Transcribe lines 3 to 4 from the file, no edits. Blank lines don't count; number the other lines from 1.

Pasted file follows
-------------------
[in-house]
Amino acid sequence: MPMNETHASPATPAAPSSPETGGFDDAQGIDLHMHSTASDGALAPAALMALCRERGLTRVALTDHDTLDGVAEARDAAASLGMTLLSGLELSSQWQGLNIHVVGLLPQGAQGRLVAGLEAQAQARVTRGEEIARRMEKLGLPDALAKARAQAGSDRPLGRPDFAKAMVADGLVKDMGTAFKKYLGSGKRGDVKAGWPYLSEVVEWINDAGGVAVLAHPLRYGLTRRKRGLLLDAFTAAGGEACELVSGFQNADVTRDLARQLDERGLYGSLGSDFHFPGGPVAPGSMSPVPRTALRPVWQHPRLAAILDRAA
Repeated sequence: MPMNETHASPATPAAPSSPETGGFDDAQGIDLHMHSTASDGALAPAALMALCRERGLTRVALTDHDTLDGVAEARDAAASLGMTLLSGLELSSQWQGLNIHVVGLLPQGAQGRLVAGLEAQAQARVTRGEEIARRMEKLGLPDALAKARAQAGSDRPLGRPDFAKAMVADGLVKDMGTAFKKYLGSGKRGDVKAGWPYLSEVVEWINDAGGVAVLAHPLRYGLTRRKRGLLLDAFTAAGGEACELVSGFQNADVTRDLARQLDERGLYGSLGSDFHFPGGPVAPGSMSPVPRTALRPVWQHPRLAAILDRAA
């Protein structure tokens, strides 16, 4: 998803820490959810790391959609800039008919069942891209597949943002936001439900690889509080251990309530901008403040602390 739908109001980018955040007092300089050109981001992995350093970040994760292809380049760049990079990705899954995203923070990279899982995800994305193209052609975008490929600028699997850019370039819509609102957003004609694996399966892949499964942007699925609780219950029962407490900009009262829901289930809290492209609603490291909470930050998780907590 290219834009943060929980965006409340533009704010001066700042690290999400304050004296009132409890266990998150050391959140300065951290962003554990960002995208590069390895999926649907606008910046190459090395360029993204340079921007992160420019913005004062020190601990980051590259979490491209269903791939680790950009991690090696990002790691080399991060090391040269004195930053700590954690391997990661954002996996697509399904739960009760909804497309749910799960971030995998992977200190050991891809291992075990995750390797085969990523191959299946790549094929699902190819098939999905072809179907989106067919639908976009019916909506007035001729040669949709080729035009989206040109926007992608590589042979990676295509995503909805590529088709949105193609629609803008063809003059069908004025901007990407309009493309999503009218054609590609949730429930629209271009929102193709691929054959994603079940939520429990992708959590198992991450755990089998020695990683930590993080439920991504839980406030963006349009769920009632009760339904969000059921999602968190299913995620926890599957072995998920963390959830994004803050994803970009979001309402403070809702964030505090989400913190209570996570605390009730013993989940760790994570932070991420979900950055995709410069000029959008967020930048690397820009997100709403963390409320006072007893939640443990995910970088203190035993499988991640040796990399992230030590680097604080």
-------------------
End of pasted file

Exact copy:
Repeated sequence: MPMNETHASPATPAAPSSPETGGFDDAQGIDLHMHSTASDGALAPAALMALCRERGLTRVALTDHDTLDGVAEARDAAASLGMTLLSGLELSSQWQGLNIHVVGLLPQGAQGRLVAGLEAQAQARVTRGEEIARRMEKLGLPDALAKARAQAGSDRPLGRPDFAKAMVADGLVKDMGTAFKKYLGSGKRGDVKAGWPYLSEVVEWINDAGGVAVLAHPLRYGLTRRKRGLLLDAFTAAGGEACELVSGFQNADVTRDLARQLDERGLYGSLGSDFHFPGGPVAPGSMSPVPRTALRPVWQHPRLAAILDRAA
């Protein structure tokens, strides 16, 4: 998803820490959810790391959609800039008919069942891209597949943002936001439900690889509080251990309530901008403040602390 739908109001980018955040007092300089050109981001992995350093970040994760292809380049760049990079990705899954995203923070990279899982995800994305193209052609975008490929600028699997850019370039819509609102957003004609694996399966892949499964942007699925609780219950029962407490900009009262829901289930809290492209609603490291909470930050998780907590 290219834009943060929980965006409340533009704010001066700042690290999400304050004296009132409890266990998150050391959140300065951290962003554990960002995208590069390895999926649907606008910046190459090395360029993204340079921007992160420019913005004062020190601990980051590259979490491209269903791939680790950009991690090696990002790691080399991060090391040269004195930053700590954690391997990661954002996996697509399904739960009760909804497309749910799960971030995998992977200190050991891809291992075990995750390797085969990523191959299946790549094929699902190819098939999905072809179907989106067919639908976009019916909506007035001729040669949709080729035009989206040109926007992608590589042979990676295509995503909805590529088709949105193609629609803008063809003059069908004025901007990407309009493309999503009218054609590609949730429930629209271009929102193709691929054959994603079940939520429990992708959590198992991450755990089998020695990683930590993080439920991504839980406030963006349009769920009632009760339904969000059921999602968190299913995620926890599957072995998920963390959830994004803050994803970009979001309402403070809702964030505090989400913190209570996570605390009730013993989940760790994570932070991420979900950055995709410069000029959008967020930048690397820009997100709403963390409320006072007893939640443990995910970088203190035993499988991640040796990399992230030590680097604080």